The Basics

HVAC systems heat or cool air at a central point, often a furnace in the basement.  The air passes through filters to sift out dust and unwanted particles, then travels through a system of ductwork to be delivered to the space.  Return air ducts bring it back to the central point.

Along the way, the air accumulates the dust, germs and debris of the places it inhabits.  Over time, the filters become clogged and eventually contribute more contamination to the processed air than they can clean.  The enclosed and hard to reach ducts are also deposits of dust and decorated with spider webs that are quickly another form of filter that gives back more than it receives.

The Costs

Without routine maintenance, the system runs poorly and distributes more dirt into the living space than it is able to filter and clean, reducing the quality of life for the inhabitants, homeowners, businesses and customers.  Poor air quality can lead to serious health issues as well as the loss of time and productivity.

Not only does the quality of the air decrease, the strain on the system lowers efficiency.  Having to work harder consumes more energy, creating an immediate and noticeable rise in utility bills.  The stress also reduces the lifetime of the system and requires more rapid replacements of parts or the entire furnace, a huge financial cost.

Regular Maintenance is the Easy Solution

To maintain high levels of quality air, it is essential to schedule regular replacements of filters and a clean-out of the ducts.  The filters are accessible as part of the furnace and air conditioners and easily swapped out by the home owner once or (better) twice a year.

Ductwork, however, is enclosed and often out of site, just as easily out of mind and certainly harder to reach.  Calling ACI Northwest and scheduling a duct-cleaning along with an inspection and routine maintenance of the entire system with a licensed company ensures longevity and efficiency along with peace of mind.

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Happy Valentine’s Day From Your HVAC Pros at ACI NW!

Tuesday, February 14th, 2012

Everyone at ACI NW wishes you a Happy Valentine’s Day! Valentine ’s Day is all about showing your appreciation for your loved ones. Whether it is your significant other, your family, or your friends, today is a great day to let them know how special they are to you. A handmade card, a bouquet of flowers, or even a simple phone call can make someone’s whole day.

If you are thinking about a big gift for your family, an upgrade to your HVAC system might not be the most romantic gift, but it is a gift that keeps on giving! An air filter will keep you indoor air clean, and a new furnace or heat pump will make your home more comfortable and lower your utility bills. Making your home cozier is something your whole family will appreciate!

Call ACI NW to learn more about how some HVAC system upgrades improve the comfort level in your home. And to make your Valentine’s Day a little sweeter, here is a recipe for Chocolate Covered Strawberries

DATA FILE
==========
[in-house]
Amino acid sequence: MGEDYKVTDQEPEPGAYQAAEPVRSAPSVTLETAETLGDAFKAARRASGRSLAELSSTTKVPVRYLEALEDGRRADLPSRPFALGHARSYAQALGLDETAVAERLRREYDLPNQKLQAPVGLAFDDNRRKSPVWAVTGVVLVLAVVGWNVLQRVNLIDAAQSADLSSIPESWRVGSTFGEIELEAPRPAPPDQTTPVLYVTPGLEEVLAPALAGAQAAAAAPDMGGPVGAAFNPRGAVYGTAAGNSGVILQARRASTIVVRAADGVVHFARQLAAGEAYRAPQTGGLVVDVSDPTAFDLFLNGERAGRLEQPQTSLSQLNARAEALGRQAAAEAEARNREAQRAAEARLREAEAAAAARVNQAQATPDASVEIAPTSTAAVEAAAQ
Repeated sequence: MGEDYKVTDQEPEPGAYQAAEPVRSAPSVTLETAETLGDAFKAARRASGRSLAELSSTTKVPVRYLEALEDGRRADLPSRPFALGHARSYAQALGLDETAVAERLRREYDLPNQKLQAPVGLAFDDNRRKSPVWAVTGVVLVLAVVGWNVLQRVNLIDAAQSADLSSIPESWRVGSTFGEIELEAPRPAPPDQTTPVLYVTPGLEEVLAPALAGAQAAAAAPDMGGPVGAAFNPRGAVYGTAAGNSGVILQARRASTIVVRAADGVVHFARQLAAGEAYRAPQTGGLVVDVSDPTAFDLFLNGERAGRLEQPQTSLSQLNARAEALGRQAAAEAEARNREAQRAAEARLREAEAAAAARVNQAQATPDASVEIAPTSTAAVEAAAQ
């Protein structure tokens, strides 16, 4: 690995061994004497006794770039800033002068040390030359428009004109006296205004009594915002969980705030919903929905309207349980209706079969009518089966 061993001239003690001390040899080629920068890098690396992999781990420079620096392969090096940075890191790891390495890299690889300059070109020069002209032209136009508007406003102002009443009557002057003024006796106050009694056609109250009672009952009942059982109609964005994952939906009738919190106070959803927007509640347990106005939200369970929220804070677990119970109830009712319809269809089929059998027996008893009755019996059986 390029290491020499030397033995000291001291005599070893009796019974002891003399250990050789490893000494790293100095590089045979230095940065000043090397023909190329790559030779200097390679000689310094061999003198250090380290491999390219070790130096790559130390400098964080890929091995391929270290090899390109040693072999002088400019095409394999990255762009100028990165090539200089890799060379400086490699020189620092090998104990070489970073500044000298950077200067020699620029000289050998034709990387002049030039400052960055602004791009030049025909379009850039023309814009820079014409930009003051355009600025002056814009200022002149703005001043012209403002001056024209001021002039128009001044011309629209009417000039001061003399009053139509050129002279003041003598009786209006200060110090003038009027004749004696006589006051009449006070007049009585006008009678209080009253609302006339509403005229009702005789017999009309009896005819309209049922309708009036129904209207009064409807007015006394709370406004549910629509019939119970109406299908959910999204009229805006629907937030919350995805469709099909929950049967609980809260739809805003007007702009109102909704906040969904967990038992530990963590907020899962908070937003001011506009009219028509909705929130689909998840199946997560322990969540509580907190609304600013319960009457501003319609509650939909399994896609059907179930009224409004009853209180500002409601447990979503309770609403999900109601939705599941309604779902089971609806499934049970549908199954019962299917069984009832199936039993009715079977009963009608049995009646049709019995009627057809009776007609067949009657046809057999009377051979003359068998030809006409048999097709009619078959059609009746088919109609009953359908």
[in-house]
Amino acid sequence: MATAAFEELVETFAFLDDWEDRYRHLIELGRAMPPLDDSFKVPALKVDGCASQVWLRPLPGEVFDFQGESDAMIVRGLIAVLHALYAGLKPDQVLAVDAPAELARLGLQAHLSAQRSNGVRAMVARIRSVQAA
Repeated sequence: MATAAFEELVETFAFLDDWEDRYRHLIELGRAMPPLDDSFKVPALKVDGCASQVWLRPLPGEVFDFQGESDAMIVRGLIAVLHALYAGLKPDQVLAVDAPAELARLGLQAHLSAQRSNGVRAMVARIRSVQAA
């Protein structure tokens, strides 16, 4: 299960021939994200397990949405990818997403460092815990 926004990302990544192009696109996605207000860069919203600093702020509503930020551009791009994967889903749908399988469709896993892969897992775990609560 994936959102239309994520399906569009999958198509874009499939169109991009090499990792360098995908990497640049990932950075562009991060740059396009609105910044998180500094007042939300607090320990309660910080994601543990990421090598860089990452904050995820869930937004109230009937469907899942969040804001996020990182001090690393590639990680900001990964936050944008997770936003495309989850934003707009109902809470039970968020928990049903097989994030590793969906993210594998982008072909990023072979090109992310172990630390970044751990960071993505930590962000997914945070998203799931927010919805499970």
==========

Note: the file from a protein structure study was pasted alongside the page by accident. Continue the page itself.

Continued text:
INGREDIENTS:

16 ounces milk chocolate chips

2 tablespoons shortening

1 pound fresh strawberries with leaves

DIRECTIONS:

  1. Insert toothpicks into the tops of the strawberries.
  2. In a double boiler, melt the chocolate and shortening, stirring occasionally until smooth. Holding them by the toothpicks, dip the strawberries into the chocolate mixture.
  3. Turn the strawberries upside down and insert the toothpick into styrofoam for the chocolate to cool.

For more details, visit allrecipes.com.

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How Often Should I Replace My Furnace Filter?

Monday, February 6th, 2012

Just like the filter in your air conditioner, replacing your furnace filter is the key to a healthy and comfortable Coeur d’Alene home. By keeping a good filter replacement schedule, you will reduce wear and tear to the furnace and keep your home warm, while keeping your family healthy and controlling energy costs all winter.

But when does your furnace filter need to be changed? Well, each system is different, but there are some general guidelines and recommendations to follow that can help you keep it all straight and stay on top of your furnace filter situation.

Conventional Wisdom

The long-standing rule of thumb on furnace filters is to change them every month. This is good practice if you are using older fiberglass filters, but for newer, more efficient filters, you should do it a little differently. These should be inspected and cleaned at least once a month, but you may need to replace them that frequently also.

Sometimes it is a little more complicated than these general guidelines, so it pays to be aware of some factors and conditions in your home that may affect how frequently you need to change your filter.

Things to Consider

As mentioned above, the first thing to consider is the efficiency of the filter. Because new filters are so efficient, when they get dirty or clogged with dust and debris, they actually restrict airflow, making your furnace bog down and work harder. So, it is important to stay on top of a monthly inspection and cleaning schedule with these filters.

Also take into account indoor air quality and sources of allergens both inside and outside your home. If you live in an area with a lot of pollutants in the air, you’ll want to replace your filters often to keep those out of your home. If you own a lot of pets, the dander and hair will wind up in your furnace filter and you may have to replace it more often.

Complicated enough for you? It doesn’t have to be. Simplify the whole process by doing the following: check your filter monthly and be prepared to change it that often, clean high-efficiency filters regularly, replace the filter at least every three months and again at the start of heating season.

If you do those things at a minimum, you will be in pretty good shape.

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How a Ceiling Fan Can Help Heat Your Bayview Home